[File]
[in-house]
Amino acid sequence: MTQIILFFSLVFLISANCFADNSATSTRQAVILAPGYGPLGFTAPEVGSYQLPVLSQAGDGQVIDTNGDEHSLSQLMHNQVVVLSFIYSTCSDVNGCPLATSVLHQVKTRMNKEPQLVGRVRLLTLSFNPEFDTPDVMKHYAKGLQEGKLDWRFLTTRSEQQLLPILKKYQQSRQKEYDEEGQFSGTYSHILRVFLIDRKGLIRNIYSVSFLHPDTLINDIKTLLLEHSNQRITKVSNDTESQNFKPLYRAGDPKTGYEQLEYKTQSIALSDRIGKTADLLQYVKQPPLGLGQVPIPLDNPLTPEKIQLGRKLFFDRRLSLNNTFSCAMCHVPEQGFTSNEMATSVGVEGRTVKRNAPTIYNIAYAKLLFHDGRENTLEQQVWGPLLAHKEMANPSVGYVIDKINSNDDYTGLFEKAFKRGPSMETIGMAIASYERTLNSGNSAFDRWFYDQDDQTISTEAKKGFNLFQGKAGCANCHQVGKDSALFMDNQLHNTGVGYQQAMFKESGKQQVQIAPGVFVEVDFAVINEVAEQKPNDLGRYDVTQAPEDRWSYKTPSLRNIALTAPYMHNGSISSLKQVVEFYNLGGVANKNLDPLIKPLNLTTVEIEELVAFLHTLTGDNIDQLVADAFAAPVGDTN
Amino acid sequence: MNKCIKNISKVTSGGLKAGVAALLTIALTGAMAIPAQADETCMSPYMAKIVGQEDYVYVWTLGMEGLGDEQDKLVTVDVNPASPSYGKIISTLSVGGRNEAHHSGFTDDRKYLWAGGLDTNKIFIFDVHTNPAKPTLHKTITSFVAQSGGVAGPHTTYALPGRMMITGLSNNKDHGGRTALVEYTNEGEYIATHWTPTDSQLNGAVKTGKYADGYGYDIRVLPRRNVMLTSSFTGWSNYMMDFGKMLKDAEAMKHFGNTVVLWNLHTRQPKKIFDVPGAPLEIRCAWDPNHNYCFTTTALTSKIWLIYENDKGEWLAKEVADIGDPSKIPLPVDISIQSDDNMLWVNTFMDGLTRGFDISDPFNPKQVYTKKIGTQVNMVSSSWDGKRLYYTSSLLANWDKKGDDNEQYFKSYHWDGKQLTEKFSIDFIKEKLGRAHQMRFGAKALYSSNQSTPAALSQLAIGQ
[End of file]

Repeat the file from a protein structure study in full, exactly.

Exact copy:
[in-house]
Amino acid sequence: MTQIILFFSLVFLISANCFADNSATSTRQAVILAPGYGPLGFTAPEVGSYQLPVLSQAGDGQVIDTNGDEHSLSQLMHNQVVVLSFIYSTCSDVNGCPLATSVLHQVKTRMNKEPQLVGRVRLLTLSFNPEFDTPDVMKHYAKGLQEGKLDWRFLTTRSEQQLLPILKKYQQSRQKEYDEEGQFSGTYSHILRVFLIDRKGLIRNIYSVSFLHPDTLINDIKTLLLEHSNQRITKVSNDTESQNFKPLYRAGDPKTGYEQLEYKTQSIALSDRIGKTADLLQYVKQPPLGLGQVPIPLDNPLTPEKIQLGRKLFFDRRLSLNNTFSCAMCHVPEQGFTSNEMATSVGVEGRTVKRNAPTIYNIAYAKLLFHDGRENTLEQQVWGPLLAHKEMANPSVGYVIDKINSNDDYTGLFEKAFKRGPSMETIGMAIASYERTLNSGNSAFDRWFYDQDDQTISTEAKKGFNLFQGKAGCANCHQVGKDSALFMDNQLHNTGVGYQQAMFKESGKQQVQIAPGVFVEVDFAVINEVAEQKPNDLGRYDVTQAPEDRWSYKTPSLRNIALTAPYMHNGSISSLKQVVEFYNLGGVANKNLDPLIKPLNLTTVEIEELVAFLHTLTGDNIDQLVADAFAAPVGDTN
Amino acid sequence: MNKCIKNISKVTSGGLKAGVAALLTIALTGAMAIPAQADETCMSPYMAKIVGQEDYVYVWTLGMEGLGDEQDKLVTVDVNPASPSYGKIISTLSVGGRNEAHHSGFTDDRKYLWAGGLDTNKIFIFDVHTNPAKPTLHKTITSFVAQSGGVAGPHTTYALPGRMMITGLSNNKDHGGRTALVEYTNEGEYIATHWTPTDSQLNGAVKTGKYADGYGYDIRVLPRRNVMLTSSFTGWSNYMMDFGKMLKDAEAMKHFGNTVVLWNLHTRQPKKIFDVPGAPLEIRCAWDPNHNYCFTTTALTSKIWLIYENDKGEWLAKEVADIGDPSKIPLPVDISIQSDDNMLWVNTFMDGLTRGFDISDPFNPKQVYTKKIGTQVNMVSSSWDGKRLYYTSSLLANWDKKGDDNEQYFKSYHWDGKQLTEKFSIDFIKEKLGRAHQMRFGAKALYSSNQSTPAALSQLAIGQ